'Are We Safe?': Murder of British Diplomat Sparks Debate Among Women in Lebanon

Published December 18th, 2017 - 01:33 GMT
The body of Rebecca Dykes was found at the side of a motorway in Beirut early on Saturday
The body of Rebecca Dykes was found at the side of a motorway in Beirut early on Saturday

by Rosie Alfatlawi

After a female British diplomat was murdered in Lebanon, it sparked debate about women’s safety in the Middle Eastern nation.

Beirut-based expats were keen to counter ill-informed narratives framing the Arab nation as inherently dangerous for Western women.

Lebanese commentators, however, emphasized the need to discuss the problem gender-based violence (GBV) in their country. Some even blamed the international media for underreporting an increase in rapes and murders with the aim of glamorizing it as a destination.

The body of Rebecca Dykes was found at the side of a motorway in Beirut early on Saturday. A taxi driver was arrested Monday over her killing, which Lebanese officials said was not politically motivated.

Reports suggested that she may have been subject to sexual assault prior to being strangled to death.

 

 

In the U.K., some responses attempted to frame Dykes’ murder as somehow a symptom of Lebanese culture.

One comment suggested that Western women should not be included in diplomatic missions to Muslim countries because of the intrinsic “misogyny” there. Another said that such an incident was to be expected with “third world savages.”

Such claims, accompanied by calls to “bomb them,” take their basis from ill-informed Islamophobic prejudice.

Western women who had lived, or were currently living, in the Lebanese capital quickly refuted the suggestions. Rape and murder are problems faced by women across the world, they said.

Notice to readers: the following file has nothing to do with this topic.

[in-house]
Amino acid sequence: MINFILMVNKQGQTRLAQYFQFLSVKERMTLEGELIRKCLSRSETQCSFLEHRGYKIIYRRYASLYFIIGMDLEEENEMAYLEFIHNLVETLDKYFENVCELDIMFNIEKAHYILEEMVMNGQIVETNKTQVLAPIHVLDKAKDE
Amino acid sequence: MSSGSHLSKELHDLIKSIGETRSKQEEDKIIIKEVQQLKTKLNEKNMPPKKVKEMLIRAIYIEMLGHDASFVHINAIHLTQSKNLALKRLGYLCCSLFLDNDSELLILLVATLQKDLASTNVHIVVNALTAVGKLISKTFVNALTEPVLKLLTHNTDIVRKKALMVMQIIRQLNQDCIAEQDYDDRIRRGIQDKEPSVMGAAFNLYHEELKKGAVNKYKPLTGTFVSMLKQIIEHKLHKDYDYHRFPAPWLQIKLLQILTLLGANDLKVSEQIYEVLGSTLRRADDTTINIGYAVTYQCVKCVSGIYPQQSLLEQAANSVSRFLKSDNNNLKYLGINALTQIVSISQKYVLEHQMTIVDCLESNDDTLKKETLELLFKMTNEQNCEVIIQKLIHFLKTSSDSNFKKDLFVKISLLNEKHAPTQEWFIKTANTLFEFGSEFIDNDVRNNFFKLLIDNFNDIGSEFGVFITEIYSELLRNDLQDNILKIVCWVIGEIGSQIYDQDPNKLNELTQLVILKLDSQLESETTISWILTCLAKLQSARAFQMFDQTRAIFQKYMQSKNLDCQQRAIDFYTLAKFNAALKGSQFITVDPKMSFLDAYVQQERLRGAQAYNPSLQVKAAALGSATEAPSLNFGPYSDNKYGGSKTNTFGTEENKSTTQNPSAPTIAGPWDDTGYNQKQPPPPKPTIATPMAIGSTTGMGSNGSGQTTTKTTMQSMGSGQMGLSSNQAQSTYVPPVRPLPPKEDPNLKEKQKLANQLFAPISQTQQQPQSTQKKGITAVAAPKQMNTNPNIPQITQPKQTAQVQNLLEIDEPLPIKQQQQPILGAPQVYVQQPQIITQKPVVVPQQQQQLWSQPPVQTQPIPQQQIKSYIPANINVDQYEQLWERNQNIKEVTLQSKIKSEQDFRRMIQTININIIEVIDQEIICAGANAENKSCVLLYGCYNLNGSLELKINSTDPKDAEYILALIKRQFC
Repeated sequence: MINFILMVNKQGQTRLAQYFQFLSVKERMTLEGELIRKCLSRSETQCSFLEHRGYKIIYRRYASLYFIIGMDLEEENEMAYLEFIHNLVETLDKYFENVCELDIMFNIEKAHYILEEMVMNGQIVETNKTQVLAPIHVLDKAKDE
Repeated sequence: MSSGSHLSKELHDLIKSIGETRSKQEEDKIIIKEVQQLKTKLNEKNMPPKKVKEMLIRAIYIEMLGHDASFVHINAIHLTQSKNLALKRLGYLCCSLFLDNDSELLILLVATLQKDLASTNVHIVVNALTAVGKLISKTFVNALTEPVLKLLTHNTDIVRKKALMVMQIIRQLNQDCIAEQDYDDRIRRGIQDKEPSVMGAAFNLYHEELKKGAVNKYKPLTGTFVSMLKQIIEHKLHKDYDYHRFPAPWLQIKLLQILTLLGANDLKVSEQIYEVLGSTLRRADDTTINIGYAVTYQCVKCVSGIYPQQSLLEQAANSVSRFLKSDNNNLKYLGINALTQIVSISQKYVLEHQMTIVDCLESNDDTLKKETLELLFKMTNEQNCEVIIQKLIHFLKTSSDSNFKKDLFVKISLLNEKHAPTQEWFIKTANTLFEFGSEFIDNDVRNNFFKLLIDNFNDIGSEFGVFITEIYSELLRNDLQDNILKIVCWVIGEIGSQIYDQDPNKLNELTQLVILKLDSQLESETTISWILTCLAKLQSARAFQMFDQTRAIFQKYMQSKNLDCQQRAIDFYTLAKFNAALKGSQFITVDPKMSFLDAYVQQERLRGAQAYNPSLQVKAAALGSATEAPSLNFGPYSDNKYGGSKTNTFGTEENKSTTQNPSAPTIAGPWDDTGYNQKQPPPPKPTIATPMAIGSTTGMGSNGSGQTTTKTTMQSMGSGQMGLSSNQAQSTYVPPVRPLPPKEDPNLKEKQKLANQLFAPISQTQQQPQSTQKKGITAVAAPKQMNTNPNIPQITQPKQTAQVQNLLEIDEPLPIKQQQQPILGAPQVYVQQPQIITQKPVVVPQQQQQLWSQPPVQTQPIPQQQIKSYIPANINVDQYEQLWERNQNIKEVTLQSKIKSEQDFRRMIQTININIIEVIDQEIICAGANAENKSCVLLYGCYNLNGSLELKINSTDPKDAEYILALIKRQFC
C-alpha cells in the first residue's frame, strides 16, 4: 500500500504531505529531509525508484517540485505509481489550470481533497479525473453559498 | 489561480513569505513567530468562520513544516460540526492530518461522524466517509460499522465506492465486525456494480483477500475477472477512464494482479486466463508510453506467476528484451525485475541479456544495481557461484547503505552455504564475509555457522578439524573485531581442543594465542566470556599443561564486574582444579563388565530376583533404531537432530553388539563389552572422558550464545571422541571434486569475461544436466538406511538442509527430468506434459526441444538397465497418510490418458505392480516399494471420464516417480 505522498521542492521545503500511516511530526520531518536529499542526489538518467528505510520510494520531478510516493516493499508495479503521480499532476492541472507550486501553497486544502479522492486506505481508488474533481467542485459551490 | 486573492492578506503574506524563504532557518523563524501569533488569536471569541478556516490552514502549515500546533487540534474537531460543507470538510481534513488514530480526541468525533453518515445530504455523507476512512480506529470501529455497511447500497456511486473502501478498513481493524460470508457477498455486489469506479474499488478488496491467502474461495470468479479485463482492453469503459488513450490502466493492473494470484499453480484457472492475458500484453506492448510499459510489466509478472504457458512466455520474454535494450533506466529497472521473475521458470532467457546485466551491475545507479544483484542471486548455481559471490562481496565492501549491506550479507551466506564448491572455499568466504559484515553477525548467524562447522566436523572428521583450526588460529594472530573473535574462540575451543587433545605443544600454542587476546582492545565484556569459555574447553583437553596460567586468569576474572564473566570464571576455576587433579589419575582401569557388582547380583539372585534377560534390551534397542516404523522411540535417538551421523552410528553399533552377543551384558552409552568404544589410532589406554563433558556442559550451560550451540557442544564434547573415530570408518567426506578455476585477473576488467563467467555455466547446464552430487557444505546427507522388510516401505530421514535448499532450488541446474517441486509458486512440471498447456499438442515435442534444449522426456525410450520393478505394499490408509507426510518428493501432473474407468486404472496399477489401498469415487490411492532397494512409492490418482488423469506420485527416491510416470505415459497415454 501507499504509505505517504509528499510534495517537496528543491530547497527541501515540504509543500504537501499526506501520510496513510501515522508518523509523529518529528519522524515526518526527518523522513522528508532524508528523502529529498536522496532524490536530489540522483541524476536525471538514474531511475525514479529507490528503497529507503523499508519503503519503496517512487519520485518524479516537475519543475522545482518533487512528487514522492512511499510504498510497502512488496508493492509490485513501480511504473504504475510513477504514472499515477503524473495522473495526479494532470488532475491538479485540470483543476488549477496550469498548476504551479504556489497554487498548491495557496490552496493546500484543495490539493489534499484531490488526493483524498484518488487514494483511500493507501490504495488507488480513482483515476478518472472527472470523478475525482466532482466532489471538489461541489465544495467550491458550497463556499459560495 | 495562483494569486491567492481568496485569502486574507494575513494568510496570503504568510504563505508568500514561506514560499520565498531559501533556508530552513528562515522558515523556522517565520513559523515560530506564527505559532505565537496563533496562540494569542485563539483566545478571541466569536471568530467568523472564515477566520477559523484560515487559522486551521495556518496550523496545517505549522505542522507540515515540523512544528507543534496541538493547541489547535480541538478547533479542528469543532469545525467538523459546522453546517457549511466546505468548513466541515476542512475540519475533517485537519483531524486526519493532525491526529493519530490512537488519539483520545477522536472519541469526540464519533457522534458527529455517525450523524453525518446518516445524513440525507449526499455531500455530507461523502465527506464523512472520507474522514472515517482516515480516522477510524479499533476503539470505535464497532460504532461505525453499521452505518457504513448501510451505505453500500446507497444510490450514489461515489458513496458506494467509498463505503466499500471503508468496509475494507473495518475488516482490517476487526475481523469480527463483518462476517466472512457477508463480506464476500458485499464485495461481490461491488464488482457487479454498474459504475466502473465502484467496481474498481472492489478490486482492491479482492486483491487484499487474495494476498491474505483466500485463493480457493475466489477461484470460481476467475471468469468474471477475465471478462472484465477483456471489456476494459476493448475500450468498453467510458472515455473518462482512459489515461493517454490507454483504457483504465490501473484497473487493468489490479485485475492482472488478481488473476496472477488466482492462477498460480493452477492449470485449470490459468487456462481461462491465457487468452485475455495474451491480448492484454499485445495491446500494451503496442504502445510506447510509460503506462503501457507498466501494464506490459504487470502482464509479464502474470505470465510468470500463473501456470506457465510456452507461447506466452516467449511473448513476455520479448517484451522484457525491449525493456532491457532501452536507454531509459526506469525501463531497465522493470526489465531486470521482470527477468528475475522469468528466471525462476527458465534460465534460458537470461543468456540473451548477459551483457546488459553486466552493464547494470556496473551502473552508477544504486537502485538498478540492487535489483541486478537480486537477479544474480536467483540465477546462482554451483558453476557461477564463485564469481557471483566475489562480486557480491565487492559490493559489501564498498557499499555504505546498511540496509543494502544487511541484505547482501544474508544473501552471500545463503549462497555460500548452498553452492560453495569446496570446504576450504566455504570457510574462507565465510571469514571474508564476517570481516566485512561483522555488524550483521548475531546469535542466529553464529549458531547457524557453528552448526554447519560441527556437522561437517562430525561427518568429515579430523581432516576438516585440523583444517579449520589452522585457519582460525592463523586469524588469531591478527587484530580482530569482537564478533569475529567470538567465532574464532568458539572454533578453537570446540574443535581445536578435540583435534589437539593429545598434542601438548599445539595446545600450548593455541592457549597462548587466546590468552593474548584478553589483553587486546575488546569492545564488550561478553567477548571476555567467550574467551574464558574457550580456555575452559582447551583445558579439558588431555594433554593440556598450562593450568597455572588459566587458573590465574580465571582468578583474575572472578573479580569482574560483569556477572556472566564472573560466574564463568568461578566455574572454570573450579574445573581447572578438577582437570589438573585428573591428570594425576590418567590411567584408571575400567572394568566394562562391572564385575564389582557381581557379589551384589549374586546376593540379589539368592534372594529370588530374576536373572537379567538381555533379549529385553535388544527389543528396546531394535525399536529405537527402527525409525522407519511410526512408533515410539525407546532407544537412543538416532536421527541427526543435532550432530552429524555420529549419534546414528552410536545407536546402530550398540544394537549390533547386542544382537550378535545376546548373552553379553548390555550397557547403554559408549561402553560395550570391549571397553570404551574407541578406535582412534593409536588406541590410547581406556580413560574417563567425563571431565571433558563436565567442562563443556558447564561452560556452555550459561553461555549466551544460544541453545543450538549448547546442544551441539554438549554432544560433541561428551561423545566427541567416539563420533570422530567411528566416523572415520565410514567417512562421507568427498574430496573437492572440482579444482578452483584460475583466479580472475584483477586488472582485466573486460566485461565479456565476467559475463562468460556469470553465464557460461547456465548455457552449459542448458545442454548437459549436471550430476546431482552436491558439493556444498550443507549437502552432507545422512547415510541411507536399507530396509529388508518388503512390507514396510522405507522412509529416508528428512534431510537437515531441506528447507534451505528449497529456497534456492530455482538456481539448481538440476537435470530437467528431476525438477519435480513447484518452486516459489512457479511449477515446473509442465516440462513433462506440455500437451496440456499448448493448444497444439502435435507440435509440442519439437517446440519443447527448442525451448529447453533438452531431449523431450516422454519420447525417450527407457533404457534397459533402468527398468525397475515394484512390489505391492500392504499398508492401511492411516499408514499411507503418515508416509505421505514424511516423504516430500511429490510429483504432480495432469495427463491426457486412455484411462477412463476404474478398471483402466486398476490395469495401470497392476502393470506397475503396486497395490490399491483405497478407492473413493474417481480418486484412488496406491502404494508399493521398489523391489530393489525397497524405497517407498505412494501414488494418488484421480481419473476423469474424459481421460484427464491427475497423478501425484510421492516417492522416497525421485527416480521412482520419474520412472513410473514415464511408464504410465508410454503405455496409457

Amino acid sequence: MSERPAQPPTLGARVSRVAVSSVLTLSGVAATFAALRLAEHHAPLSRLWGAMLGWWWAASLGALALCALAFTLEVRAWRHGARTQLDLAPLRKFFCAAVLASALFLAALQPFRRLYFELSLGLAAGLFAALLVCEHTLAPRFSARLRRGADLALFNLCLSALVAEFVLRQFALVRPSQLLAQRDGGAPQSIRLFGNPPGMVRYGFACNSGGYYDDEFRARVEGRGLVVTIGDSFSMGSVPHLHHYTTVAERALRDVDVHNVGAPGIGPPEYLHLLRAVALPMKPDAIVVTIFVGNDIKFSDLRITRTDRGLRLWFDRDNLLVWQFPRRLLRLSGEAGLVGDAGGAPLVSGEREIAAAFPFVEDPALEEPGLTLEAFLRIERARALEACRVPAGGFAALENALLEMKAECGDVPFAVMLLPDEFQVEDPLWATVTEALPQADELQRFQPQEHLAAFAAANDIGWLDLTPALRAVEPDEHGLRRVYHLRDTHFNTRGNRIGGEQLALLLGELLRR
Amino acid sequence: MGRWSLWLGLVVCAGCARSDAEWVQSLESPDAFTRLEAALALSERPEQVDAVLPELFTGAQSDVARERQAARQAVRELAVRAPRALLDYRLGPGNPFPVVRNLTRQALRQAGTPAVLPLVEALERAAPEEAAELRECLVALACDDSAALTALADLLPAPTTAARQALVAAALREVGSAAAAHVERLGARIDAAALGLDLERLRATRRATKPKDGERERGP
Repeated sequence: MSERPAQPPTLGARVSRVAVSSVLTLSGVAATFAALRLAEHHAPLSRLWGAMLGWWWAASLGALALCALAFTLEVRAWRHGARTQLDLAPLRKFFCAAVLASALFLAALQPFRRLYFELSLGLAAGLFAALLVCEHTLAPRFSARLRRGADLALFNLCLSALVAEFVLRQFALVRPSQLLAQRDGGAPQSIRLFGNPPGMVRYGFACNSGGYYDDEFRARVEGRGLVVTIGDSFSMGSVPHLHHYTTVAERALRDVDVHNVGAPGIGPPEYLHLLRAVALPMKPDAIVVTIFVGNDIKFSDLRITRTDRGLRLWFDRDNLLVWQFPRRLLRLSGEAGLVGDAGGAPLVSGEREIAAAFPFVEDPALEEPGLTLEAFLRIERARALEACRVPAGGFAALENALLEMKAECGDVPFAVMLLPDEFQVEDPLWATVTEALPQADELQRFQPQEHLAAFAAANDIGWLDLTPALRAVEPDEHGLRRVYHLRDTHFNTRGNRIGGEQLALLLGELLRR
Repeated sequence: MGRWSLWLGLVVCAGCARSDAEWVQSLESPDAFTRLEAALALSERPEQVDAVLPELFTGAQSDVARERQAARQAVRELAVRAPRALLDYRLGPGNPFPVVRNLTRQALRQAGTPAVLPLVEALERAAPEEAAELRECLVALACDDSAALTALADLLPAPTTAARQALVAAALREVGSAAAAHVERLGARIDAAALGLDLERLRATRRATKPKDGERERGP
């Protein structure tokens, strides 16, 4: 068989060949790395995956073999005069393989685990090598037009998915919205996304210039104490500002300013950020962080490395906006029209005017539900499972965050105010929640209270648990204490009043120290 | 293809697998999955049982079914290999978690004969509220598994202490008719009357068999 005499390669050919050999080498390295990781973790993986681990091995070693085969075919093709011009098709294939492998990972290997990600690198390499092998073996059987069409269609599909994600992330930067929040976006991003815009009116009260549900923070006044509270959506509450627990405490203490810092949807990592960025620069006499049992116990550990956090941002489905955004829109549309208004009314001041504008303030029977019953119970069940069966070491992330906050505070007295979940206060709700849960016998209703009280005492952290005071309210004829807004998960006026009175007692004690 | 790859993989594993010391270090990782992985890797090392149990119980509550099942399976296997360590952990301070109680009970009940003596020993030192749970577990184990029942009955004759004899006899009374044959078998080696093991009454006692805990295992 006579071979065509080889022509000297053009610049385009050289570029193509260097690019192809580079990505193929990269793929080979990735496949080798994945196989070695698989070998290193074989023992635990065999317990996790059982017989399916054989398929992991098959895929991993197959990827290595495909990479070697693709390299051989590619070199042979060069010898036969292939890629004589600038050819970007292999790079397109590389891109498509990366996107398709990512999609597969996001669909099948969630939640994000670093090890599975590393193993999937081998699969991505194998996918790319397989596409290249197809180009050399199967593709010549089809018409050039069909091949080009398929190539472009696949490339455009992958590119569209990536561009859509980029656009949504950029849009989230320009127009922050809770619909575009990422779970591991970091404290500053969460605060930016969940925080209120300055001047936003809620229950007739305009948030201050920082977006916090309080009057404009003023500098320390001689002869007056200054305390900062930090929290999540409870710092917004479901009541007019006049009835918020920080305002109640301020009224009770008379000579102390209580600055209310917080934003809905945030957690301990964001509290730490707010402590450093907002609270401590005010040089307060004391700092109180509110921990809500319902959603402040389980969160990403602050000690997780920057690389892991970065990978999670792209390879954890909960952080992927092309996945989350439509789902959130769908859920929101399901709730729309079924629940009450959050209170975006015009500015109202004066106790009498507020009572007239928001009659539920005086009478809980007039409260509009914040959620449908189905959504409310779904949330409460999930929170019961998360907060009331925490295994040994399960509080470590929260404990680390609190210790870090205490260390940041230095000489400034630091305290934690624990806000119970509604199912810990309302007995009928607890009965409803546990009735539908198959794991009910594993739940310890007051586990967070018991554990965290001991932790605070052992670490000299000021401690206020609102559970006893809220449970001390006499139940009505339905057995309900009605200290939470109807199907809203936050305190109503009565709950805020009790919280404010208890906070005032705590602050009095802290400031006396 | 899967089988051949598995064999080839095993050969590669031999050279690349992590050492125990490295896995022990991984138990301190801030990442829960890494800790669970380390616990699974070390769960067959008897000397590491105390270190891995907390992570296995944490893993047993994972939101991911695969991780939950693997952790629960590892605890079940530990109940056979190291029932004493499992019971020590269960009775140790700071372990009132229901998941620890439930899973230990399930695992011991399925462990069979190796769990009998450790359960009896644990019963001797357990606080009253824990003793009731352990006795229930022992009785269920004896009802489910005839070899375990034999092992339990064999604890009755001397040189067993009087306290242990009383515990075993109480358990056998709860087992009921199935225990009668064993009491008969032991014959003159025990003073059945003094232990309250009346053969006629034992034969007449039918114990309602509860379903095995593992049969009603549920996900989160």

“Very sad for the family but before everyone goes Beirut bashing,” wrote @claireindubai. “It's no more dangerous than a Brit going to Magaluf [Spanish party resort].”

Beirut-based journalist for the Telegraph, Josie Ensor, described the incident as “a very rare and shocking thing to happen in this city.”

Academic Dr. Claire Launchbury tweeted that she had herself, like Dykes, walked home alone from the Gemmayze bar and restaurant district of Beirut, but had felt safe.

This is “not about that,” she said.

@SaraFregonese responded to say that “fear of rape for me has always scored quite low in #Lebanon, but I can probably say I have felt safer.”

For foreigners in Beirut, disputing suggestions that Lebanon is unsafe for women forms part of countering Islamophobic and prejudiced attitudes back home.

According to some Lebanese commentators, however, violence against women in Lebanon is an important local issue that should not be ignored.

In a blog post addressed to Dykes, “half-Lebanese” and “present-day Beiruti” Lina Abirafeh wrote that “we like to believe that we are free to exist in any space just like anyone else.”

“Your tragic death is a reminder that we’re not.”

“Lebanon needs to have a rethink. Are we developed? Progressive? Open? Safe?!” She asked.

Abirafeh concluded that she was “angry at Lebanon” and “scared for women.”

Her piece struck a very different tone to the expat tweets.

Rather than attempting to brush off the tragic murder as a “rare” incident, she questioned instead how Lebanese society should be countering GBV.

Journalist Kareen Chehayebk, meanwhile, claimed international media had “downplayed” an “increase in reported rape, murders” as part of the “PR-esque coverage of Lebanon.”

“Lebanon is not safe,” he tweeted, adding that it “has a significant patriarchy issue.”

Multiple campaigns in Lebanon have acknowledged the need to combat misogynistic violence.

"It's painful to see that one in four women experiences sexual abuse,” director of NGO ABAAD, Ghida Anani, told The Daily Star last month.

“It's painful to see that every month, a woman is killed. We are demanding our full citizenship rights.”

Zoya Rouhana, director of Lebanon-based NGO KAFA (Enough) Violence and Exploitation, meanwhile suggested to Arab News that there was a “huge amount to be done to eliminate all forms of gender-based violence and exploitation and achieve gender equality.”

While disputing prejudiced claims that violence against women, including the rape and murder of Rebecca Dykes, is somehow innate to “backward” Middle Eastern societies, it seems that is also important to find ways to talk about how to combat GBV in countries like Lebanon.


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